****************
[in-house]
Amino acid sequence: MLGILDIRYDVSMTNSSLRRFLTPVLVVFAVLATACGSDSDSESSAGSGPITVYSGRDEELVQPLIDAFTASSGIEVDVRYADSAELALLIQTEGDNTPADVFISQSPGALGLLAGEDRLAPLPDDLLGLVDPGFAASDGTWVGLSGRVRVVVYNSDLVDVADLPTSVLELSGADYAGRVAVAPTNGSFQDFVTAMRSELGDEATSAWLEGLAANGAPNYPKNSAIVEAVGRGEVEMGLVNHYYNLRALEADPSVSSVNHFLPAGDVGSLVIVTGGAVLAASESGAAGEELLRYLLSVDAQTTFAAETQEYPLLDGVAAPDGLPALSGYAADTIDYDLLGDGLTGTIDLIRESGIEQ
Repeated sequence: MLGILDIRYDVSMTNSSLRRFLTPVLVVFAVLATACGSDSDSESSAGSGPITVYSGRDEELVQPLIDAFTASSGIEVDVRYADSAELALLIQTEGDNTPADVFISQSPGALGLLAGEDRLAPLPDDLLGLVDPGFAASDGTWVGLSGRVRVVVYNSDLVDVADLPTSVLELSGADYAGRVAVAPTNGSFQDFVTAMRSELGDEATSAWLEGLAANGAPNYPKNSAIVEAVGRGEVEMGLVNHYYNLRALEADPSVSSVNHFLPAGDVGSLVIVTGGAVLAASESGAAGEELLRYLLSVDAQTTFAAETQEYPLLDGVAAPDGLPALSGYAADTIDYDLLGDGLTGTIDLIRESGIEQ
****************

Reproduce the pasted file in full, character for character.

[in-house]
Amino acid sequence: MLGILDIRYDVSMTNSSLRRFLTPVLVVFAVLATACGSDSDSESSAGSGPITVYSGRDEELVQPLIDAFTASSGIEVDVRYADSAELALLIQTEGDNTPADVFISQSPGALGLLAGEDRLAPLPDDLLGLVDPGFAASDGTWVGLSGRVRVVVYNSDLVDVADLPTSVLELSGADYAGRVAVAPTNGSFQDFVTAMRSELGDEATSAWLEGLAANGAPNYPKNSAIVEAVGRGEVEMGLVNHYYNLRALEADPSVSSVNHFLPAGDVGSLVIVTGGAVLAASESGAAGEELLRYLLSVDAQTTFAAETQEYPLLDGVAAPDGLPALSGYAADTIDYDLLGDGLTGTIDLIRESGIEQ
Repeated sequence: MLGILDIRYDVSMTNSSLRRFLTPVLVVFAVLATACGSDSDSESSAGSGPITVYSGRDEELVQPLIDAFTASSGIEVDVRYADSAELALLIQTEGDNTPADVFISQSPGALGLLAGEDRLAPLPDDLLGLVDPGFAASDGTWVGLSGRVRVVVYNSDLVDVADLPTSVLELSGADYAGRVAVAPTNGSFQDFVTAMRSELGDEATSAWLEGLAANGAPNYPKNSAIVEAVGRGEVEMGLVNHYYNLRALEADPSVSSVNHFLPAGDVGSLVIVTGGAVLAASESGAAGEELLRYLLSVDAQTTFAAETQEYPLLDGVAAPDGLPALSGYAADTIDYDLLGDGLTGTIDLIRESGIEQ